Using Virtual Reality Systems to Improve Architecture Design

Motion data captured from our Kinect system allows architects to have a clearer understanding of user needs, especially for underserved groups such as disabled patrons (image from UDBS site)
During my senior year I was involved in the first prototype of the CMU School of Architecture’s ADAPTIVE KITCHEN project. This was a partnernship between the Urban Design Build Studio and a collection of reality computing students. From the UDBS site: 
“The ADAPTIVE KITCHEN seeks to serve those with lower limb loss, visual impairment, and limited mobility, which are some of the most prominent injuries among veterans. As a working laboratory exploring the potentials of reality computing and emerging technologies in the design of human-centered environments, the NavADAPT LAB was developed to iteratively prototype and test components of adaptive and augmented spaces for application into the ADAPTIVE Kitchen.”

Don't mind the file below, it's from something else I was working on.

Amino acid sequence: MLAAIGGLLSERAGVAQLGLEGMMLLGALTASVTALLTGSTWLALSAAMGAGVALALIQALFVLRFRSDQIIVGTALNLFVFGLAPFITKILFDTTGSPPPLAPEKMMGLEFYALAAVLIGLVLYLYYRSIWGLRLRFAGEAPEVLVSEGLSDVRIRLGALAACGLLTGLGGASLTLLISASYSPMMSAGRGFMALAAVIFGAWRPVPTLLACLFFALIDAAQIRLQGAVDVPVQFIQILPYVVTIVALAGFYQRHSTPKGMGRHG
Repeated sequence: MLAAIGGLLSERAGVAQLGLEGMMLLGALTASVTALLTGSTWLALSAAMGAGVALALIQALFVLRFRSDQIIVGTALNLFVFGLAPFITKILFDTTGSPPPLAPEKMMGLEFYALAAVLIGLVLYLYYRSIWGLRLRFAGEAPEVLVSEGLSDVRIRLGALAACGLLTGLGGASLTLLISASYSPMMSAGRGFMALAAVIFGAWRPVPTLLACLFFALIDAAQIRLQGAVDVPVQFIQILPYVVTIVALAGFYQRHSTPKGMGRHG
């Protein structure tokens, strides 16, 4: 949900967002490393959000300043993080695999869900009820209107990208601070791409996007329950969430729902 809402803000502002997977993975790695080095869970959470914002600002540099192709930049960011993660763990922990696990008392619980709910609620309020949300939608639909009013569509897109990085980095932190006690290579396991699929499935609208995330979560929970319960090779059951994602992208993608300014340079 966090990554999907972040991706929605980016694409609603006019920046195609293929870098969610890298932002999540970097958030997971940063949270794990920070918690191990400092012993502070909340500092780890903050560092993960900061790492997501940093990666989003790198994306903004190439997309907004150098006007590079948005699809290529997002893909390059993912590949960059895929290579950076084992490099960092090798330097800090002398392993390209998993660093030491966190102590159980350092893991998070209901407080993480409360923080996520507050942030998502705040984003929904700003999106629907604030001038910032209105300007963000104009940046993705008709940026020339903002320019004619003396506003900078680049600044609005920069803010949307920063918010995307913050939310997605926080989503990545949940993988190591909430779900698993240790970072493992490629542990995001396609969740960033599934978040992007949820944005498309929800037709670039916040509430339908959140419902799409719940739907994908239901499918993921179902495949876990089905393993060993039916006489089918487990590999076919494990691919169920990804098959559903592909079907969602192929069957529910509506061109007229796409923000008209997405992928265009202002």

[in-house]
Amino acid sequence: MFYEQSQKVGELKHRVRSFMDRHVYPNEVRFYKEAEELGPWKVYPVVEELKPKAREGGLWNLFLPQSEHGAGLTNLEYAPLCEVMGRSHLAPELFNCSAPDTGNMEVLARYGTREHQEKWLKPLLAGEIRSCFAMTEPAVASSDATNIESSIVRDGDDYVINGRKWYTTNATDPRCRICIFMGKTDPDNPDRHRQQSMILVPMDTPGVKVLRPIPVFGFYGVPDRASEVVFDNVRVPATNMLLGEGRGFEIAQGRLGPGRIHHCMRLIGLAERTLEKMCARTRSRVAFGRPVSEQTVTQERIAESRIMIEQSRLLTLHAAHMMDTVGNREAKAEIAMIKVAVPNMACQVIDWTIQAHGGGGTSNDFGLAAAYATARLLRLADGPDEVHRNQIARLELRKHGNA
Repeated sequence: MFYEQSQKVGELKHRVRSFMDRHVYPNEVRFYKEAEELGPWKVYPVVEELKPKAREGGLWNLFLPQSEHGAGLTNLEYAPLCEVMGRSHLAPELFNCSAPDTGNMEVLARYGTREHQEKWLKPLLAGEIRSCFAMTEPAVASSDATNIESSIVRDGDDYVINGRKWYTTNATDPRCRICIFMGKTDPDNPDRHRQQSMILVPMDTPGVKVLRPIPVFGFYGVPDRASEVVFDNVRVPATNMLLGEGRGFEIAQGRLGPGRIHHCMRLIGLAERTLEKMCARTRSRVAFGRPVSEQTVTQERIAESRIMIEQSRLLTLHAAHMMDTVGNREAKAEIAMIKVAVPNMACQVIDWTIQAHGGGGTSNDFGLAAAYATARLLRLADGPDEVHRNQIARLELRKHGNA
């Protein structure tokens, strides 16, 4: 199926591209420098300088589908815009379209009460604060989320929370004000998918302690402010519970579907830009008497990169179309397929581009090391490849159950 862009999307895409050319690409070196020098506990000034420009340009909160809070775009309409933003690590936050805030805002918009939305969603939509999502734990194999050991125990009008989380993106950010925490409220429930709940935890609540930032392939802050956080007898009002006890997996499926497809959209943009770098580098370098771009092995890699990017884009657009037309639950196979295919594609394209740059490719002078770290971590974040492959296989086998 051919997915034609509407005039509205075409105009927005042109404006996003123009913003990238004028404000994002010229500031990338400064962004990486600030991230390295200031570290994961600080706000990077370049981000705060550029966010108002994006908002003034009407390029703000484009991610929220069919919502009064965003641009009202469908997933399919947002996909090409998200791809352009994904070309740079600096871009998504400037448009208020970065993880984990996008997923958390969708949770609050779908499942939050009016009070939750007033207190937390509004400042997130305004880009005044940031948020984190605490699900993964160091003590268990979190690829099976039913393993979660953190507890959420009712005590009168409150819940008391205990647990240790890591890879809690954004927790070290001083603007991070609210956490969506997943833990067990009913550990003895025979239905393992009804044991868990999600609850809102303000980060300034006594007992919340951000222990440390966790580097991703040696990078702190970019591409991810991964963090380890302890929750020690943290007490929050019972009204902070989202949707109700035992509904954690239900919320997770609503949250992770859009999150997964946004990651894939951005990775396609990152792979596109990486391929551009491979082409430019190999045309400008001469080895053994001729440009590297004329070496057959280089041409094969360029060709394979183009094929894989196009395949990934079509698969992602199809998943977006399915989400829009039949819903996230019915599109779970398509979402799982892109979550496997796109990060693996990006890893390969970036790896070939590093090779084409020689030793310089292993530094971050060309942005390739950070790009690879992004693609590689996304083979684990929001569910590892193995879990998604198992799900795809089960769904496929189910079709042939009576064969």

My core contributions were twofold:
  • Implementing the Kinect motion capture system to create heatmaps of user activity within a space
  • An augmented reality tool to allow architects and urban planners to explore neighborhoods and structures using Google’s Project Tango environment

Motion Capture System:
Activity heatmap generation examples can be seen above. We conducted a series of studies where users were instructed to complete tasks in our kitchen prototype under different conditions.

Tango Tablet for Virtual Exploration
One of the generated pointclouds from Autodesk

One of our collaborators was Autodesk, who donated their time and instruments to help us generate extremely detailed point clouds of our target neighborhood and buildings within our target area. Using a Project Tango (RIP) tablet, I prototyped a tool that allows architects, city planners, and any other city planners to have a virtual walk through of any pre-mapped location. I was also able to extract the building renderings my architect colleagues were designing and add them into the mapped neighborhood so they could “experience” the impact their proposals would have on the neighborhood.

The final prototype in use!